After just the first day of the IDTechEx event Printed Electronics USA 2005, on this week in Naples, Florida, an avalanche of printed or partly-printed products has been announced by presenters.
This IDTechEx conference attracted more delegates than last year - approaching 200 - and the breadth of materials and technologies, devices and applications on offer reflected the breakneck speed at which the subject is progressing. That said, most of the delegates and exhibitors were from the beginning of the value chain, developing and offering materials, machinery and other enabling technology. There are many challenges, opportunities and breakthroughs in this area.
All attendees received a conference badge with chipless, fully printed RFID tag on paper that can be read without movement. This development was co-funded by IDTechEx. Fully printed paper battery of very low cost. Flickering printed paper store displays. Pixillated displays on paper. High resolution dry phase electronic patterning.
ACREO was only one of the large number of speakers from Finland and Sweden reflecting the remarkable advances being made in Scandinavia - definitely a region to watch. For example VTT in Finland is progressing reel to reel production of OLED displays. Thin Film Electronics of Sweden described how it can print memory on plastic film. It has now demonstrated kilobit level memory.
iPod pillow, radio shower curtain. High speed printed paper and fabric heating elements, electronically active lottery tickets, printed cooling systems. Printed detection of moisture, pressure and other parameter at ultra-low cost.
Concepts of error-preventing disposable packaging for medicine. Multipurpose, interactive electronic packaging that can be reconfigured for a different use.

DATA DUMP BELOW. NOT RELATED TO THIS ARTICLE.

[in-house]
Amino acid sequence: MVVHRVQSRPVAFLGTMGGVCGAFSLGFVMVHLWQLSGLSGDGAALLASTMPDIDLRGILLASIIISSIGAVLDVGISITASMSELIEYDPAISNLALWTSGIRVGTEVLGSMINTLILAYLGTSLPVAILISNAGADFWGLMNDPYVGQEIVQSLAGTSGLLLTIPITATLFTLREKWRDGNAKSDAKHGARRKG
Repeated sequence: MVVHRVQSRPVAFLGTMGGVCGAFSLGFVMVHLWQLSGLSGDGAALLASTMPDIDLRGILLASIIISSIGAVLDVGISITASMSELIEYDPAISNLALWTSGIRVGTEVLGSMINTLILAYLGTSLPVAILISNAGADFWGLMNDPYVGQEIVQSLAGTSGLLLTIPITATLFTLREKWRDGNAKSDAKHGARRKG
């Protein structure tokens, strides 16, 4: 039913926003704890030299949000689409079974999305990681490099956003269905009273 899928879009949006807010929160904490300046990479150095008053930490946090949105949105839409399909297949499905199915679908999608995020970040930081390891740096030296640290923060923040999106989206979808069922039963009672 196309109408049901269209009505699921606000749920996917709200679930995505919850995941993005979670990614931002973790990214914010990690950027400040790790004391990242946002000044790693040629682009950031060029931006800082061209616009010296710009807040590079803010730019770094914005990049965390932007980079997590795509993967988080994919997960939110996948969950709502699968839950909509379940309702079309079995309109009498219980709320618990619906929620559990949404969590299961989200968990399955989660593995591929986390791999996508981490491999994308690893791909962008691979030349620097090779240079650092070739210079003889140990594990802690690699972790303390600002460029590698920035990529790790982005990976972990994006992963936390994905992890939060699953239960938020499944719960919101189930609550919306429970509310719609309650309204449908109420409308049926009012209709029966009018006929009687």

Thin Film Electronics
Organic printed memory of kilobits working at up to 80oC on flexible film.
Screen printable, low temperature cured conductive ink with no precious metal. Copper is used.
There was something near to consensus between speakers that the printed electronics market will be much bigger than silicon chips - hundreds of billions of dollars yearly - but only in ten to twenty years from now. Many felt that applications in consumer goods and healthcare will be particularly important and many products will involve both inorganic and organic printed elements. Although all felt that organic printed electronics will be many times greater by value than inorganic, the inorganic opportunities are still immense and wild cards such as inorganic semiconductors should not be ignored.
Man Roland reported that 40 billion barcodes are printed daily in the world. If that means working days then the annual figure is around 10 trillion, all potentially replaceable with printed RFID.
NanoIdent saw its market potential in 2010 for printed organic sensors as Life Science $5 billion, Security $3 billion, Industry $2 billion. It quoted Motorola figures for organic semiconductors in 2014 as Digital Paper and Signage $1.3 billion, Inventory Control $4.2 billion, Displays $24 billion, Novelty and Marketing $80 billion. In other words, don't ignore the frivolous and the simple to do.
For the full conference review read the December 2005 issue of Smart Labels Analyst.
Mark your calendars now for Printed Electronics